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​Mauritius is a small island of 1,965 squ​are kilometers (186,475 hectares) tucked in the So​uth West Indian Ocean, in latitude 20 degrees South and longitude 57 degrees east. To its west, at some 2,000 km is the African Continent, Mozambique and at some 855 km is Madagascar. In 2000, the population of Mauritius was estimated at around​ 1.2 million. 
Agriculture ​occupies around 44% of the arable land area. Land under agricultural production has declined drastically. In 2002, land under agricultural cultivation was estimated to be approximately 80,000 hectares, of which sugar accounted for 90%. tea 1%, other crops 9%.
The contribution of agriculture in the economy has decreased over the years from 23% in the late 70’s to 16​% in 1983 and 6% in 2000. Sugarcane constitutes the bulk of this share with 53%. Food-crops account for 17%, livestock 12%, while flowers, fruits and forestry account for the remaining 4% of the share of Agriculture in the GDP.
From a mono-crop economy in early 1970s, Mauritius has transformed its economy: the main pillars of the economy are tourism, textile, financial and recently information technology has joined in. ​

​Constraints in growth of ​agriculture

Mauritius suffers from a number of inherent constraints, including inter alia: a narrow domestic market, land scarcity and a high cost of production which keeps rising. However, within various existing regional economic platforms, Mauritius is looking forward to contribute toward a regional development agenda by investing in the region. Mauritius has already ventured in investing in agriculture in the region.

Policies and strategies regarding the non-sugar sector will have to consider the challenges, namely:

​​a)    Production of a larger volume of quality food-crops to satisfy the needs of a much higher inflow of tourists and meet the demand generated by a higher per capita consumption of fruits and vegetables of a population increasingly aspiring to healthier life style
b)    Production of a wider variety of food-crops to cater for the growing demand for safer and higher quality food; and
c)     Reducing cost of production through increased productivity per unit area of land and per unit cost of investment.

Strategies to meet these challenges

​Sug​ar Sector

​The future prospects for the Sugar Industry are not too bright with decreasing revenue, fierce increasing competition and limited scope for development. The way forward is in revisiting and reengineering of the existing service providing institutions in the Sugar Industry to respond to the new needs of stakeholders of the Sugar Sector​

​Non Sugar Sectors

Adding value is vital for the survival of the first process in the food chain: Agriculture. Along the corporate lines, to be profitable it is essential that through growing, processing, distribution, and market chain, skills are applied by farmers, growers and fishers. At all points along the chain, ways are being found to facilitate the addition of value profitably: through strategies regarding Safety, Supply, Quality, and Innovation.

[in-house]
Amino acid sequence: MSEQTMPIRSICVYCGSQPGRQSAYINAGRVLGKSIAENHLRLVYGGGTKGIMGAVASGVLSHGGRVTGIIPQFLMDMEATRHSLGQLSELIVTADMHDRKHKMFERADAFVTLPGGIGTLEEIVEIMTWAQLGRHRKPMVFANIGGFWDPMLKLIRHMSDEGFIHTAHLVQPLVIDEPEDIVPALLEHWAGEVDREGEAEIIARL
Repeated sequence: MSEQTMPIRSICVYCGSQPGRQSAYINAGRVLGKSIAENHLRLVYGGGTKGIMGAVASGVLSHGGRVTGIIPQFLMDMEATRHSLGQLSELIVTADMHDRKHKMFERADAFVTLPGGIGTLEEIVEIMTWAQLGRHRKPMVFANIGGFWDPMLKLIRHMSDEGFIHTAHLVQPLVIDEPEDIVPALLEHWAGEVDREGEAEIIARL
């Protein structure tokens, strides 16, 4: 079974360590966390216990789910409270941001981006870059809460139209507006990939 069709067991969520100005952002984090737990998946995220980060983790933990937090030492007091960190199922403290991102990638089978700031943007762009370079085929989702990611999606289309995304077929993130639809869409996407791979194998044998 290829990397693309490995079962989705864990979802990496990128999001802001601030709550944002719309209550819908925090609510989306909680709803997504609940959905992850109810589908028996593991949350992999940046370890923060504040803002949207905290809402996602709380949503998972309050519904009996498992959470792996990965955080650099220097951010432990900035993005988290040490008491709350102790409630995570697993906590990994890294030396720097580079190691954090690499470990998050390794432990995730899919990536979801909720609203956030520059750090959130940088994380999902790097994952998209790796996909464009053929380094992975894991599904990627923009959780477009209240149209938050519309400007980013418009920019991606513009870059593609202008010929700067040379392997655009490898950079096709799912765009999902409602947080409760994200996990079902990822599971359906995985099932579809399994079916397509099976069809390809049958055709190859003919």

Operationalisation of the Food Technology Laboratory
Improving phytosanitary norms
Setting up of a Quarantine Station


​In view of increasing effective land area:
a)     Releasing 500 Arpents of land for small-and medium-sized agricultural production
b)    Derocking of 2000 Arpents
c)     Irrigation of 200 Arpents of land for small planters
d)    Creation of database for agricultural land.
e)    Easy access to seeds and planting material at Agricultural Service Centre Outlets, (the main points of sale are Barkly, Quatre-Bornes, Abercrombie and  Feed Sale Centres)

​Forestry ​Sector​

Formulation of a National Forest Policy

​​Conservation Sector

Setting up of an Arboretum in view of creating a Gene Bank for rare endemic plants

The main Departments/Unit of the Ministry are:​

- ​Agricultural Services - https://agriculture.govm​
Forestry Service - (
National Parks and Conservation Service - (

The twelve Para-​statal bodies under the aegis of the Ministry are:​

- Food and Agricultural Research and Extension Institute (FAREI) - (

- ​Agricultural Marketing Board (AMB):
 Provides and ensures efficient marketing for all controlled products at fair and reasonable prices and operates or provides for operation of storage, handling, transport and  processing facilities in respect of these products as well as the regulation of their standard  and quality.​

- ​Small Farmers Welfare Funds (SFWF) -

​- Mauritius Meat Authority (MMA) : -
  Manages the Abattoir and controls and regulates the sale of meat and meat products. It is essentially concerned with the slaughter of cattle, sheep, goats and pigs.

- Mauritius Society for Animal Welfare ​​(MSAW) -

- Sugar Insurance Fund Board ​(SIFB) -

- Sugar Investment Trust (SIT) -

- ​Irrigation Officer (IA): -
   studies the development of irrigation activities and makes proposals to CWA for prepara​tion schemes for the irrigation of specific areas

- Mauritius Cane Insurance Authority (​MCIA) - http://mc​

- ​Sir Seewoosagur Ramgoolam Botanical Garden Trust ​(SSRBG) -

Vallee D'Osterlog Endemic Garden Foundation ​-​​ 

- ​Rose Belle Sugar Estate Board  ​​(RBSEB) -

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